After securing the Best Picture Oscar last year for creating Birdman, director Alejandro G. Inarritu returns with a production whose history is as troubled and lengthy as Michael Cimino’s Heaven’s Gate. With a quiet, laconic tone usually seen through the eyes of Terence Malick, Inarritu’s The Revenant, while beautifully composed and strongly acted, often suffers from pointed character development and a meandering plot with grand pontificating on existence in hushed tones.
Hugh Glass (Leonardo DiCaprio) is an 1820s fur trader viciously attacked by a bear. Left in the care of John Fitzgerald and Jim Bridger (Tom Hardy and Will Poulter), the two men leave Glass for dead and go on their way. Wracked with pain Glass goes on a mission of revenge after Fitzgerald viciously murders Glass’s son.
Inarritu and cinematographer Emmanuel Lubezki delight and take stock in nature’s majestic silence, with much of the film giving way to the sounds of rushing water, crackling fires, and animals as opposed to actual dialogue in a juxtaposition of brutality and tranquility. Lubezki’s camera, filmed with natural light no less, revels in presenting the unforgiving expanse of nature as further proof of Glass’s insignificance. He isn’t just left to die by Fitzgerald and Bridger, but the elements themselves have no problem taking his life and burying him underneath new growth. Seeing this in a theater is worthwhile for how breathtaking everything is. Lubezki winning a third Oscar isn’t out of the realm of possibility and the proof is in the pudding.
There’s also an unrelenting desire to capture nature’s violence firsthand. Although spaced out significantly, the bear attack and the final showdown between Fitzgerald and DiCaprio are the harshest moments depicted on-film in a long while. The former may not be as gory as the hype implies, but Lubezki makes sure the camera remains close-up and static during the attack, capturing every horrific expression on DiCaprio’s face. The tactile qualities of hearing teeth hit bone will leave you cringing long after its over. Once Glass is ravaged, every movement and breath looks as painful as it should be.
Much like David O. Russell’s Joy this is another film “based on true events” that significantly diverges from the original material. In this case, Inarritu borrows the title and general details of Michael Punke’s novel, streamlining in some areas and pumping up in others. The audience who enjoyed the book will have to make concessions between translations, and while this is the nature of adaptations, Inarritu’s changes lead to a narrative that, out of one side discusses existential themes about life and death, and pointedly setting up characters on a formulaic narrative trajectory.
Where Punke’s novel was The Revenant: A Tale of Revenge, Inarritu changes the actual motivation for revenge, eliminating Glass’s desire to avenge those who left him for dead and stole his rifle, not unlike an 1800s version of Quentin Tarantino’s The Bride, and adding in a Native American son Fitzgerald kills.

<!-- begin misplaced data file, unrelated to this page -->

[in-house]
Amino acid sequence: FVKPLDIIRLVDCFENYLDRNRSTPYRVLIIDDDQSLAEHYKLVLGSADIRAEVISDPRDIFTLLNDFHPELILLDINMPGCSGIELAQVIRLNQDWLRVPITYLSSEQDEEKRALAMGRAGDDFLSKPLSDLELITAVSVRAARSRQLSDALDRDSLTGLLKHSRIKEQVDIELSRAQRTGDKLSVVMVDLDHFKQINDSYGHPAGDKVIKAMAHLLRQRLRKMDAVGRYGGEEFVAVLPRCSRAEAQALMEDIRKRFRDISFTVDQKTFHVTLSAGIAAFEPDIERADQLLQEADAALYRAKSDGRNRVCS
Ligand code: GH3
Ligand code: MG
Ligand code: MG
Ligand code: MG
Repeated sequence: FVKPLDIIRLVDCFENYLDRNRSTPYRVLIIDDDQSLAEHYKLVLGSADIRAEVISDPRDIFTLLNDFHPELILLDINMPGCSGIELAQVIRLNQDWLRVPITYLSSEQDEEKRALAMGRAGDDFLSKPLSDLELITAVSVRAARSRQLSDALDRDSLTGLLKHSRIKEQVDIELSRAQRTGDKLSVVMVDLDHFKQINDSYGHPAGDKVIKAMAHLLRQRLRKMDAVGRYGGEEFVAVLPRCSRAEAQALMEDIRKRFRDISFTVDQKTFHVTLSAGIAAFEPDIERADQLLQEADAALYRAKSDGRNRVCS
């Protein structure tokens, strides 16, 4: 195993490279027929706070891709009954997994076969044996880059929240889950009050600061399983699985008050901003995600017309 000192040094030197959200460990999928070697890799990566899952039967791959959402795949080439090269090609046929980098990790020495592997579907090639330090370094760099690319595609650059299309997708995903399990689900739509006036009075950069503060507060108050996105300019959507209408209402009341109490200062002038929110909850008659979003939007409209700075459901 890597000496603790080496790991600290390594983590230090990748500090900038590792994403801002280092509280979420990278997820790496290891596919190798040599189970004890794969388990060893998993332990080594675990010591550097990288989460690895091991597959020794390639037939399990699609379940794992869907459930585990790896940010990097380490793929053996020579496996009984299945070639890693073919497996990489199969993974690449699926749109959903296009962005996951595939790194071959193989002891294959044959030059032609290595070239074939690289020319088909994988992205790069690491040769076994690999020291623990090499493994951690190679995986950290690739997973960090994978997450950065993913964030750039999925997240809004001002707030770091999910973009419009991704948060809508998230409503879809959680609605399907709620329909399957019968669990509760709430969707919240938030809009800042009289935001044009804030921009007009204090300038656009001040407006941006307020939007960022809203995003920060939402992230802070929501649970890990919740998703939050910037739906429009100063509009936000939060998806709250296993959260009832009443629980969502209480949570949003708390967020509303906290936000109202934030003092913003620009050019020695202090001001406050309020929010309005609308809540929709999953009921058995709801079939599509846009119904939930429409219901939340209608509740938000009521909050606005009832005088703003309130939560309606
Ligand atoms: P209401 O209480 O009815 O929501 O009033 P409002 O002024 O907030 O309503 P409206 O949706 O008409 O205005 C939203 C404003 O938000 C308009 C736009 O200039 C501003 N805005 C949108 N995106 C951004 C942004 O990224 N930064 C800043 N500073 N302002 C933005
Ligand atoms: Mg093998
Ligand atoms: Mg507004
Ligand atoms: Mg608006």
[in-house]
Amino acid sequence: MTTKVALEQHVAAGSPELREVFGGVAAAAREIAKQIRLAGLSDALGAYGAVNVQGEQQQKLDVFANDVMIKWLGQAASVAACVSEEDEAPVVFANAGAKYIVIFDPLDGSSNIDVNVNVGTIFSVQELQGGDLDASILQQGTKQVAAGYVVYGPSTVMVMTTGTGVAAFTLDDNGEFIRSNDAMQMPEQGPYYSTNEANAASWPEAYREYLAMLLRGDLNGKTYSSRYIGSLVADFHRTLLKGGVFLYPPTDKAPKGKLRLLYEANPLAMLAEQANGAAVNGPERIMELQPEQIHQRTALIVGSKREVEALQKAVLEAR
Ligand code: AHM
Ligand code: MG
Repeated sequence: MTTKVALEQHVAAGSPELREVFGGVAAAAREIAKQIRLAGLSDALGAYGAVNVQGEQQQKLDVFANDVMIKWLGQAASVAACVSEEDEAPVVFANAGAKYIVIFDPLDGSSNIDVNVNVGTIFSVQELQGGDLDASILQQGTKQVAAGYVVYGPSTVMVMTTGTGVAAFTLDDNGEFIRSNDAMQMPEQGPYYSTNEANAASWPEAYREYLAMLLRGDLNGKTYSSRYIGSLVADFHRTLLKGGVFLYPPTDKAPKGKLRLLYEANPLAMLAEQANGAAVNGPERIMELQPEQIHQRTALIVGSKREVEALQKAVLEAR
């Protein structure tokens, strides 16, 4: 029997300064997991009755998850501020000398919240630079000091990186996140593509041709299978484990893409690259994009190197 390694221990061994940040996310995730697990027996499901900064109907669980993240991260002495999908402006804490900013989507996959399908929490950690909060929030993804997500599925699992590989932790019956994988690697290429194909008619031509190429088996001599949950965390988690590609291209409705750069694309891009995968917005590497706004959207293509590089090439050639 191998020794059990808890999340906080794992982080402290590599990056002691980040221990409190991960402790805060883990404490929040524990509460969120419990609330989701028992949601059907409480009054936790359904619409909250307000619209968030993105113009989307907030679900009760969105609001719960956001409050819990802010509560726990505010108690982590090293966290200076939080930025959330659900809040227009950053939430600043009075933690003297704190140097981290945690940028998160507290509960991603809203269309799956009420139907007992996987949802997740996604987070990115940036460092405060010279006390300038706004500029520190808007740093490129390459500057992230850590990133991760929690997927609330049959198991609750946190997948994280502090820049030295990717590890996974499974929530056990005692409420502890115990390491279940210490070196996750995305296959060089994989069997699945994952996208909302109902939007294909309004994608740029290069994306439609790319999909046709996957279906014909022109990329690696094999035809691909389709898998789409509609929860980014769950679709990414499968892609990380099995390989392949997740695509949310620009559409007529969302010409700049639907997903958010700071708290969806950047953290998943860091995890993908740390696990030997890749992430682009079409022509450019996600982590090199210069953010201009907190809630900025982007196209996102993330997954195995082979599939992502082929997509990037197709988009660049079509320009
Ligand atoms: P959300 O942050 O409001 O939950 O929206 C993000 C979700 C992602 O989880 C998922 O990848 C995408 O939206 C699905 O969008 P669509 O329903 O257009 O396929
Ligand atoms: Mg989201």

The concession is understandable. By removing the rifle – more of a symbol for honor and pride, and masculinity – and inserting a child Glass’s revenge becomes more relatable to all genders. (Unlike some critics, this movie can definitely appeal to men and women in equal measure.) The problem lies in how formulaic it all feels. The child’s mere presence, and the fact that he’s half-Native American, leaves with little more to do than be a victim. We’re given no information or reason to care short of witnessing his horrible death. However, watching DiCaprio’s gutted reaction to witnessing the death of his child certainly puts you on his side, it’s just sad there isn’t a balance.
The addition of the Native Americans also presents positive and negatives. They’re given additional heft outside of being stock villains hunting down Glass and crew, but even their motivations are murky and hard to comprehend. Much is made about the kidnapping of the chieftain’s daughter that’s never resolved but desperately wants to act as some type of foil for Glass’s mission. And, unfortunately, women are relegated to either rape victim or supernatural motivator. Considering the book lacked women entirely, this might have been worth doing instead of presenting such needless characters.
Despite the narrative flaws, there’s no doubting Leonardo DiCaprio deserves an Oscar, in general. An 1820s version of Job, DiCaprio as Glass runs the gamut of horrific events that, by the end, it’s impossible to fathom how his body is still moving short of sheer necessity. Outside of the bear attack there’s a trip over rapids – a scene more harrowing than Sassy’s trip over the falls in Homeward Bound – and a cliff fall. Let’s just say, I’d have laid in the dirt and waited to die within the first fifteen minutes. Hugh Glass, I am not.
With little dialogue due to his character’s severed throat, DiCaprio relies on facial cues with emotion being channeled through his eyes. In fact, he’s almost at a disadvantage once he does start talking. Tom Hardy gets the showier role of Fitzgerald, a cold mercenary for the fur trade. Fitzgerald’s sociopathic history from the novel is removed here, making him unpredictable in his actions. Early in the proceedings, after days of carting Glass around, Fitzgerald’s logic for leaving him behind is grounded in sense, leaving the audience to question his true bad nature. Once he starts murdering people, all ambiguity is lost and that’s sad but Hardy attacks the role with such ferocity that the audience fears Glass is just no match for the man.
An acquired taste in presentation and narrative, The Revenant’s cinematography and DiCaprio’s performance can cover up many of the film’s flaws. (I’d also call this film the perfect PSA for vegetarianism.) The questionable addition of several outside character dampen the overall impact of Glass and Fitzgerald’s story, less is more.